Here’s an idea.
Let’s say you want to manipulate lots of PDFs. Some tasks demonstrating what I mean:
Extract table data:
PDFs frequently have tabular information. These can be explicit or implicit (like a table of contents). Regardless, it isn’t easy to get this information. There are a number of libraries that try. The best open source one I’ve found is Tabula. None of them, however, work reliably enough so that we can pipe many PDFs at once through the system and expect consistently solid results.
Convert images to text:
It’s common for PDFs to have images. This can be innocuous like an embedded diagram supporting the text. Frequently it is not so simple, like when entire pages are images. They might even look normal, but they can’t be selected, copied, or searched. Every audience hates this. Converting these images to text makes them much more accessible.
Translating the document:
To translate a PDF, you have to extract the text into coherent “blobs” so that structures like paragraphs remain together and aren’t split by line. Then translate each of those blobs into a target language before reproducing the document as faithfully as possible. This is easy with HTML - the blobs are already together - but is difficult when the source document is similar to a PDF. There, concepts like blobs don’t exist on the right granularity. And so reliably reproducing the document is very hard.
All of these are gritty problems that have existed for years without great solutions.
Imagine if the PDF was instead an image. By doing that, we ignore the PDF format in favor of utilizing image processing software. This makes it easy to extract table positions because that’s just looking for grid lines with OpenCV. On the other hand, it’s hard to extract non-romanic text, which needs OCR software. There aren’t any good open-source implementations for that that I’m familiar with1.
But what if we could skip developing an OCR algorithm for every language? Instead, train a model to generate html from images. Every web page on the internet is free data. Step one would be to gather a lot of website htmls with their stylesheets. Then, munge the two together so that the stylesheets are inserted into the html. Now take images of the resulting pages. Perturb a single page as much as you like to generate more data.
The input to our model is the images and the output is the merged html. We train it to understand how to produce the html from the image2. On the face of it, this looks like a very useful application that utilizes advances in understanding long-term memory dependencies and not much more. As a quick example of the memory dependencies, what if the entire page is just two columns? Then the resulting html could be a parent div with two child divs, each of which are fixed percentage width and floated left. The model has to learn that this large amount of information should all be in this one dom element. And if there is a white space separation some length down the page, then the model needs to grasp that.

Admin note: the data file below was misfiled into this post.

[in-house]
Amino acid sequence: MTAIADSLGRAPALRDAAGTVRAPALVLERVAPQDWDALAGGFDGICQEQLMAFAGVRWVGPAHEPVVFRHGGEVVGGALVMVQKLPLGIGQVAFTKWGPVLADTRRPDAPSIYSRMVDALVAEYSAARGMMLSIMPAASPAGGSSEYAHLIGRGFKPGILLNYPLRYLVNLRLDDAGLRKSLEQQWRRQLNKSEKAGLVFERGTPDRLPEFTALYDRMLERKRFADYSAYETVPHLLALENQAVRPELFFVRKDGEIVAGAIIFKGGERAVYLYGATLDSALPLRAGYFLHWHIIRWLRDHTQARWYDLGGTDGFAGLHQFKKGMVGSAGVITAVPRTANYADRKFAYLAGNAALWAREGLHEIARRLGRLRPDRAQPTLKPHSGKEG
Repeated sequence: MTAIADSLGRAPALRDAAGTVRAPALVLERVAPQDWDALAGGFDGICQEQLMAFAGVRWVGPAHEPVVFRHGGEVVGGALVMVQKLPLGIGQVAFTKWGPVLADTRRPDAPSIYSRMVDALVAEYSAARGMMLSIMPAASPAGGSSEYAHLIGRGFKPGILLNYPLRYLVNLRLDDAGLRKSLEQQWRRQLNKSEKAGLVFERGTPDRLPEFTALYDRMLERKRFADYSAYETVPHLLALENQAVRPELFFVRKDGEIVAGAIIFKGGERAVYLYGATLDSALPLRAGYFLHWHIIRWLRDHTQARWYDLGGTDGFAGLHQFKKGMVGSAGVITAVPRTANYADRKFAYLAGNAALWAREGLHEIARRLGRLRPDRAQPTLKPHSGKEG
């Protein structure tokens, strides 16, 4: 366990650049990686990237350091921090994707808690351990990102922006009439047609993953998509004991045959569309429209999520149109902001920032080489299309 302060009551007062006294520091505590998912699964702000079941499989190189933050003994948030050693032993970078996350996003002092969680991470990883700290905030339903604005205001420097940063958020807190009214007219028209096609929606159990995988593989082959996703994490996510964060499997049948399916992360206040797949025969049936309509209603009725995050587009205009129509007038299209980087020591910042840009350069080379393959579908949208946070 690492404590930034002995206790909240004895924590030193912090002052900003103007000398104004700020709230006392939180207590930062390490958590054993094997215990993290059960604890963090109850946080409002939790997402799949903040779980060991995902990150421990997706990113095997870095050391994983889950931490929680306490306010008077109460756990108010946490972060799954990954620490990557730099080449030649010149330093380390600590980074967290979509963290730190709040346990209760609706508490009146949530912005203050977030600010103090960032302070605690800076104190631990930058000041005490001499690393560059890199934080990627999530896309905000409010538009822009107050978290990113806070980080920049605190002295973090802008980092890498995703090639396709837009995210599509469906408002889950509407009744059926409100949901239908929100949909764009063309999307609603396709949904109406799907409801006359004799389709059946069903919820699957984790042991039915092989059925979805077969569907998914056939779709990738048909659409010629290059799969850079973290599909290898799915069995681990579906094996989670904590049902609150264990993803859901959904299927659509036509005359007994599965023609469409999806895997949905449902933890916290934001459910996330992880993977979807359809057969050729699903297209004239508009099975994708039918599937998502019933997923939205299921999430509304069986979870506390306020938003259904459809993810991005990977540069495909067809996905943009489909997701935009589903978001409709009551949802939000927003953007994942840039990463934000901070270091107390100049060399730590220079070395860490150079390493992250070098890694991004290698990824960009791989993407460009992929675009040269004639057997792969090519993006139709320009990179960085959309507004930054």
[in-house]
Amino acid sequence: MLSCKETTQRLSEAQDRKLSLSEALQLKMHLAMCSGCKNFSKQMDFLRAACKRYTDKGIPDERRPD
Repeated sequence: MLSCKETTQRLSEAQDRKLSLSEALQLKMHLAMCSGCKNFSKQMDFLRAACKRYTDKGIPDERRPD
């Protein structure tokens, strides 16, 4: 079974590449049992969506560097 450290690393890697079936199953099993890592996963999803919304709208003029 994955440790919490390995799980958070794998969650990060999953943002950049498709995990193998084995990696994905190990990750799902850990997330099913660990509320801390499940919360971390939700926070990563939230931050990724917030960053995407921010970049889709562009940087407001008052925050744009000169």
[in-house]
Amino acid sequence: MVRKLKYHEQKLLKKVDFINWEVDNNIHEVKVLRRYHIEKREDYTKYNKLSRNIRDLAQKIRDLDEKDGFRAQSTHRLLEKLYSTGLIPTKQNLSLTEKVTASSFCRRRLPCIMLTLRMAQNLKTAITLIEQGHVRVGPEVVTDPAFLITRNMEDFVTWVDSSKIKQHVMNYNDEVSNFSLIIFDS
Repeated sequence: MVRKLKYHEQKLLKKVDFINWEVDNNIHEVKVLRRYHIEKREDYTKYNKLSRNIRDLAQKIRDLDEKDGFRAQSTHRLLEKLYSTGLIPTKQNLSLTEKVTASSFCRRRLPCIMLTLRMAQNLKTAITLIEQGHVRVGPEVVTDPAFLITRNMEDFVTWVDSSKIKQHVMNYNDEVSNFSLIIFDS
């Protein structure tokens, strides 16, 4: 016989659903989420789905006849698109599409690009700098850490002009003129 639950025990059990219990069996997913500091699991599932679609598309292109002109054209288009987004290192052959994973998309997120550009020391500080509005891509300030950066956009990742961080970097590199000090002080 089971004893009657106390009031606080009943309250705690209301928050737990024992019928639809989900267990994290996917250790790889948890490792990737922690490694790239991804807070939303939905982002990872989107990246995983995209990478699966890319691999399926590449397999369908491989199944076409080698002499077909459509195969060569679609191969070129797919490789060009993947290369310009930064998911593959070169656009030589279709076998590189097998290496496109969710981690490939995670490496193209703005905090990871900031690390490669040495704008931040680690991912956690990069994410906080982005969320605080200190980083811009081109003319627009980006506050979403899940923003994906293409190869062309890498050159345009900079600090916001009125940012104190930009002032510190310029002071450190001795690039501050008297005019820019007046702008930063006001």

But then again, this might be much harder than it looks. For one thing, html representations are not unique. There are other ways to reproduce the two-column grid that I mentioned above. Another consideration is that you can’t really get anything wrong:
Misalign dom element clojures and your html won’t compile.
<span>tag when you meant to use a
<div>tag and the widths will be off.
Fail to get the right number of cells for every row and the table is going to be wonky.
The list continues. So why use html? Why not output absolute positioned characters and lines? This is closer to the OCR route and wouldn’t depend on learning and remembering html over long sequences of text.
I have two answers. The first is that we have an unbounded amount of html training data. You can also easily perturb an html document in countless ways and produce a different image each time. The second answer is that this is much more expressive and powerful! A working solution would resolve each of the examples above. The same isn’t true for simpler approaches3.
So … how hard is this? It might be harder than machine translation. In both cases, there isn’t an indempotent solution, the ordering matters a great deal, and the representations are different. Here, though, there is little credit for partial correctness - in MT, there is some. The length at which you have to remember dom elements is more than it is in sentence translation. And the representations may not even have the same embedding space. What I mean is that an English string and a German string can be reduced to approximately the same vector embedding. This is because they are closely related encodings of the same representation. Is that true of html describing a website and an image of the website?
An amusing thought is to see what happens when you train it on different html structures. We could have a Bootstrap bot, a Shopify bot, and a Google bot that all strive to turn images into pages that look like how sites with those signature frameworks are displayed. ↩
They also aren’t as elegant as the images -> html approach. That counts. ↩